Advisory & Technical support for Policy  development,  • Govts and Utilities receive proposals routinely • L k Lack capacity to analyse, evaluate: represent  i l l missed opportunities or High Risks • Some RET are new and expertise not widely  available • Technical Assistance for Policy Formulation &  Legislation Drafting



Awareness Building
• • • •
• • • • •

Technology Demonstration – RE & EE  • Appropriate Technology • Testing • Linked to Regional R&D Linked to Regional R&D Resource Mobilization – Accessing significant  development funding for RE Mitigation based  on Global Commitments on Climate Change

Scope & Limitation of RE  Appropriate RET, EET Opportunities and Challenges Education – institution; Public
Information Clearinghouse Planning Information Investment level information Monitoring of performance of sector CEIS/CIPORE meet some need but there are gaps


• Agent, Brokerage and Consultancy Services: Provision of  information support to private and/or public venture  energy initiatives by assisting government and the private  sector with identifying possible sources of financing and  markets for environmental products and services  • Resource Mobilization: Mobilization of resources to assist  the regional transition to Sustainable Energy
– Development of Projects and Proposals for tapping into funding  available at the global level to support Mitigation – Funds are expected to increase with global commitments for CC 

Options and Models of
• Development Focus; Research Emphasis
– Research and Information; Resource Assessment and  Feasibility Studies; Clearinghouse services; Advisory;   Capacity Building and Training; Advisory Policy  Development support to governments; RET  Demonstration D t ti

• Commercial Focus
– Project Development and Financing and Project  Management; Advisory to Private and Public Service;   Capacity Building; Marketing; Capacity to establish  Partnerships; Some RET Demonstration



Other Challenges
• • • • Objectives, Emphasis, Scope Governance Funding How to make it Regional
– National with regional reach – Regional based in T&T

• Overcome negative percentions


Energy and Climate Partnership for the Americas, Caribbean Regional Preparatory Meeting to Energy Ministerial, A Renewable Energy Centre for the Caribbean - Delivered by Mauricio Solano, Energy Specialist, Energy and Climate Change Mitigation Section, Department of Sustainable Development, Organisation of American States (OAS)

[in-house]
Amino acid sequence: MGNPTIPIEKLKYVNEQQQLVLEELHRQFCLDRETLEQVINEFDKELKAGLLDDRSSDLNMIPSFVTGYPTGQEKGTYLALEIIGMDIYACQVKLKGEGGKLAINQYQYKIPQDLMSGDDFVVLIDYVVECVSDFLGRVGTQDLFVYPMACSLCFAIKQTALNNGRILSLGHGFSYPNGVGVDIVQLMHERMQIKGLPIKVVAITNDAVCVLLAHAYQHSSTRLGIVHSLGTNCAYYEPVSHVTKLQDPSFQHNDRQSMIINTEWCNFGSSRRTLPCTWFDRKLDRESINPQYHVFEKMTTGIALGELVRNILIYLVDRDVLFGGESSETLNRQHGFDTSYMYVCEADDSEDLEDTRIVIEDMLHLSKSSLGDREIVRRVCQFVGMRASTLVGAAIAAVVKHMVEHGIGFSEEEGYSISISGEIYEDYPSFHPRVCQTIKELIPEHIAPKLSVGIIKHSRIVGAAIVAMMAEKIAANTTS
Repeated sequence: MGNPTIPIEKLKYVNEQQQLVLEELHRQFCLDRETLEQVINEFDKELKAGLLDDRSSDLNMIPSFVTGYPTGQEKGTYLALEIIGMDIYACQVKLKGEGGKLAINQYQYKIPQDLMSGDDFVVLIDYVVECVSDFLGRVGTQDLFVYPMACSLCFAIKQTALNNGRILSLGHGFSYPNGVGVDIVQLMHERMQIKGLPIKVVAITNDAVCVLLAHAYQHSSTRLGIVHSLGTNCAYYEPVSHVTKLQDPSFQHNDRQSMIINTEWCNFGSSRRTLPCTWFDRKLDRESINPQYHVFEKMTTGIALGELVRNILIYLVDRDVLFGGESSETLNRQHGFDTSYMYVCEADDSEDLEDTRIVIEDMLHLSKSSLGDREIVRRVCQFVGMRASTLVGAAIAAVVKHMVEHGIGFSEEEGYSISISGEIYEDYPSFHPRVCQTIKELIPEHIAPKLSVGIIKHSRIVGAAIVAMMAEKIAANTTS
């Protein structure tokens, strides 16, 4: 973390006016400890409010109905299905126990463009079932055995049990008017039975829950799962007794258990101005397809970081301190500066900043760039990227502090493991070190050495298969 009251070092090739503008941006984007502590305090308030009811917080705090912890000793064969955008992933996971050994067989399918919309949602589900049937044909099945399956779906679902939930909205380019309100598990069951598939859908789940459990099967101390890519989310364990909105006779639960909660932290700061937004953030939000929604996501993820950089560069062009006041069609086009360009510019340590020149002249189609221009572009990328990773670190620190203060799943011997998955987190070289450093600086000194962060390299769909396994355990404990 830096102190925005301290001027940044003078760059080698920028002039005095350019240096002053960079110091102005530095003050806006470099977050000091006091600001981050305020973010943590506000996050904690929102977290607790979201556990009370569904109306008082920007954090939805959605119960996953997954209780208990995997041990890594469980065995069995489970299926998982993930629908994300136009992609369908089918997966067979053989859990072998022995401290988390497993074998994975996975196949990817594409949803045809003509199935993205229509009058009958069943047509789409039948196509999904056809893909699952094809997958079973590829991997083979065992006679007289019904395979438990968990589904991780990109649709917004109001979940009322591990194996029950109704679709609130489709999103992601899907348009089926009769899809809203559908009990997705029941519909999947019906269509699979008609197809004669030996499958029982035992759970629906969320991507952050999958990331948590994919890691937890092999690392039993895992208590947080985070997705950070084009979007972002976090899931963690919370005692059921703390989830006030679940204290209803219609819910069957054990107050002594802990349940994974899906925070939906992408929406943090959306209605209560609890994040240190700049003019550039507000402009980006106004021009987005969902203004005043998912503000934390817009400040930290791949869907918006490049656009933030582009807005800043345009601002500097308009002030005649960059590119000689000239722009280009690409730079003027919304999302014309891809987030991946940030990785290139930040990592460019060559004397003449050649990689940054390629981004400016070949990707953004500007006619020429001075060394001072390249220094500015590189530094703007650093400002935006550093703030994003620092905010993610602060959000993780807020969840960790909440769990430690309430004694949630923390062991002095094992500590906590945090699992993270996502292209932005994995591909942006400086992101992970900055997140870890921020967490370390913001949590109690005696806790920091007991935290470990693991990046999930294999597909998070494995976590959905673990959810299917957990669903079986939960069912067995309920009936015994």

Energy and Climate Partnership  for the Americas
Caribbean Regional Preparatory Meeting to Energy Ministerial  A Renewable Energy Centre for the Caribbean

• OAS background • Origins of ECPA • OAS’s role in the ECPA • Energy Ministerial • Activities in the Caribbean

Port of Spain, Trinidad and Tobago, March 10th, 2010

OAS background info
• The General Secretariat of the Organization of  American States (GS/OAS) is the premier  forum for multilateral dialogue and concerted  g action in Latin America and the Caribbean. • The GS/OAS serves 34 member states (MS) of  the hemisphere • Has Representative Offices in most of its  member states

OAS/DSD Background
• OAS/DSD supports MS in the design and  implementation of policies, programs and  projects oriented to integrate environmental  priorities with poverty alleviation, and socio‐ i ii ih ll i i d i economic development goals. 



How did we get here?
• Fifth Summit of the Americas
– Countries confirmed the  Declaration of Port of Spain  paving the road to the coming  energy ministerial:
56.“…to this end, we will convene a meeting as a first step toward the development of  an implementation plan for this initiative, as well as other energy action items  arising from this Declaration, for the consideration and approval of Ministers or  pertinent national authorities...”

Catalyzed effects
• Creation of the ECPA • ECPA operational framework
– OAS will function as a Clearing House with the  following core activities:
• • • • Implementation of communication tools (website) Network Meetings Identification of other ECPA activities

– President Obama announced the creation of the ECPA

• Lima Energy and Climate Symposium (June 2009) 

Energy Ministerial
• Energy and Climate Ministerial (Washington  DC, April 15‐16, 2010)
– OAS convened a Caribbean Preparatory meeting  p y g for the 14th of April (all are cordially invited)

Sustainable Energy Portfolio in the  Caribbean
• Cooperation in the region
– Core initiatives by CARICOM/GTZ  CREDP – EU/Canada/US Et al (active donors) – OAS Past On‐going
GSEII US‐Brazil  biofuels (SKN,  DR, JAM) CSEP



Envoys programme



DSD Energy Team